The leader of Southend Council has promised the new budget that includes a rise in council tax will help the town’s most vulnerable residents.

The new budget comes into effect from April and will ask families to find an extra £55 a year for council tax to help boost social care with an extra £5.7million of funding.

Council leader Ian Gilbert told councillors the rise in council tax was “inevitable” following a decade of austerity which has seen a Government grant to the council slashed from £64million to just £6million.

“For the first time in ten years the main grant we receive from Government will not be reduced and will rise by the Consumer Price Index, or £100,000,” said Mr Gilbert.

“I have seen in some quarters a suggestion that this should be seen as a reason to celebrate.

“Yet to say the main grant we receive from Government has been decimated in the last ten years would be an understatement.”

The council tax rise means an increase of 73p a week for a Band A home, 82p a week for Band B, 94p for Band C and £1.06 for Band D.

Mr Gilbert added: “We all know that demand on children’s services is growing nationally, and whilst the government is giving us an additional social care grant of £3.4million this year, it does not cover all the pressures we face.”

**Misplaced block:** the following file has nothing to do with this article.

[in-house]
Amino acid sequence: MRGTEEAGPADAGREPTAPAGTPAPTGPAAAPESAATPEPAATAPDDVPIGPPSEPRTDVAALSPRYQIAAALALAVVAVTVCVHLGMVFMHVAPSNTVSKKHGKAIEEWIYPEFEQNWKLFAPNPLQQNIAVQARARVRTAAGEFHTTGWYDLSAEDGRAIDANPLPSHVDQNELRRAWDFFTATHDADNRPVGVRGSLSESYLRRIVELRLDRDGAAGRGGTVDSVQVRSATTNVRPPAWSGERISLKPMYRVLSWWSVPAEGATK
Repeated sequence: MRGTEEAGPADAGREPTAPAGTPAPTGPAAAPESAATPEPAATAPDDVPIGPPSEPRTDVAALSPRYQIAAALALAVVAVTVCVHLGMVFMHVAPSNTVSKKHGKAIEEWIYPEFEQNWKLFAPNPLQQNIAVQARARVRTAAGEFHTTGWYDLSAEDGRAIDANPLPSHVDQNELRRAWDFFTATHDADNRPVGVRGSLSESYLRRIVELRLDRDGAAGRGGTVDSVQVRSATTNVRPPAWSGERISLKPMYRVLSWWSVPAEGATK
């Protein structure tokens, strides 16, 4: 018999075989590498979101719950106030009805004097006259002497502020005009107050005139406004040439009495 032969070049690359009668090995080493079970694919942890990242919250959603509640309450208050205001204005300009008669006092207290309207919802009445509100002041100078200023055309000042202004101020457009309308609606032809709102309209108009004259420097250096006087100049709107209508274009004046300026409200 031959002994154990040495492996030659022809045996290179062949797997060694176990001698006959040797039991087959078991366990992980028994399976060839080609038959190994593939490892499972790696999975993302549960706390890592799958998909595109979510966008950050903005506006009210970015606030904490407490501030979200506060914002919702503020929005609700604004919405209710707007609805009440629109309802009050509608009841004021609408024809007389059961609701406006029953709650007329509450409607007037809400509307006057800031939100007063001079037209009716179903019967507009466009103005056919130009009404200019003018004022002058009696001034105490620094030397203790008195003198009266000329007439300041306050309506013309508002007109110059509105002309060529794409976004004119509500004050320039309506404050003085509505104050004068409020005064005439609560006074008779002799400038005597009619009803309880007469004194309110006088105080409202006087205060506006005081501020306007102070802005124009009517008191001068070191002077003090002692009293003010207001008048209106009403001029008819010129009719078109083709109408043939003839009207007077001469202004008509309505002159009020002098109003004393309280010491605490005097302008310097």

Also in the budget is a promise of spending more than £9million on buying homes for extra social housing, £5.3million on refurbishing the pier, an extra £1million on resurfacing and repairing potholes and £6.8million on flood defences.

Opposition Conservative councillors proposed a series of amendments ranging from giving a council tax discount to residents who volunteer as special constables and extra funds to finance four extra police officers.

But rather than submit the proposals separately, they were submitted as one forcing councillors to decide on all or none.

In a vote, councillors chose none because several lacked detail and there were concerns that a council tax discount for special constables would mean giving similar discounts to other community volunteers.

But Mr Gilbert came under fire from Tory leader Councillor Tony Cox who mockingly called the budget a “cure for insomnia” and the council leader’s speech as vanilla as “one of Southend’s famous Rossi Ice Creams”.

He said: “The truth is, this is an administration in complete and utter disarray, devoid of any ideas and as proved with this budget, without any coherent strategy. The vast majority of policies for this town that have been agreed by this administration since coming to power have originated from the Conservatives.”

He added: “Southend deserves better than this”.

Long-term council veteran, Liberal Democrat Councillor Peter Wrexham hit back at the Tories blaming them for problems in the borough because they had been in administration for many years previously.

“You say you want four extra police officers but who cut them in the first place?” he said.

“I’ve been here long enough to know what went before and this really is a nonsense.”